Island, and was the next destination for these sojourning yanks.
Kangaroo Island is very much like
mainland Australia, just on a smaller scale. Because it was still
attached when most of the distinctive animals evolved, it bears a
good population of all the token animals. Koala, Kangaroo, Wallaby,
Echidna, Possum, and many of the distinctive bird life as well.
What's more, Kangaroo Island has not had the terrible problem with
alien invasives that the mainland has been so unfortunate with. There
are very few cats allowed on the island, and the boar fox and rabbit
populations, while not zero, and very well managed. I wish I could
say as much for the indiginous people, but of course that is another
K. I. Is also very much like the
mainland in how deceptively large it is. We were contemplating going
there without a car, but this indeed would have been foolish. It is
over 100km long and nearly 50 wide. The tourist attraction are quite
spread out and require a lot of driving. All reminiscent of the
mainland. We visited a Eucalyptus oil distillery. A honey farm (with
the last strain of pure something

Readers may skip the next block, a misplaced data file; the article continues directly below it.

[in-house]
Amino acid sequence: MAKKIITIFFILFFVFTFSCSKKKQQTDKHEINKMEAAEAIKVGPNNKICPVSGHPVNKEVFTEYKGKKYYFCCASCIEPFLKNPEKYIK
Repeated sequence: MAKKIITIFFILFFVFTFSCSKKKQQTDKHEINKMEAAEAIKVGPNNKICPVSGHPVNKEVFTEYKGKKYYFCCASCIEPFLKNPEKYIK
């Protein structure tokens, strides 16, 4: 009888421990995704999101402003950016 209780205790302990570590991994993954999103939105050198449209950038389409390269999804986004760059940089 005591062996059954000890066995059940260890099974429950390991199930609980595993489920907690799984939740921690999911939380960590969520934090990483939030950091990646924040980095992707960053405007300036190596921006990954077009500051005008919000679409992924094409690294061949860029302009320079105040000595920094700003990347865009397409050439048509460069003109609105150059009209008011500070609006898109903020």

italian bees. Also a
lavender farm, where we all spied our fist wild koala. A spirits
distillery and sheep cheese farm as well. Camping near the beach that
night we enjoyed the time honored tradition of goon and had a
wonderful dinner of bread, olives from the Barossa olive shack, and
some feta from the sheep of the isle. It was upon this evening that
Emily, after nearly a week of inhabiting Australia, spied her first
kangaroo (alive). The were en mass actually, and after come
corralling by myself she got an up close look. Perhaps a foolish move
on my part however, as the others, seeing their mildly distressed
compatriot began bounding in our direction all at once. Not
withstanding the effects of the goon, it was quite a sight to behold,
some 3 dozen Roos moshing in out direction. We retreated to the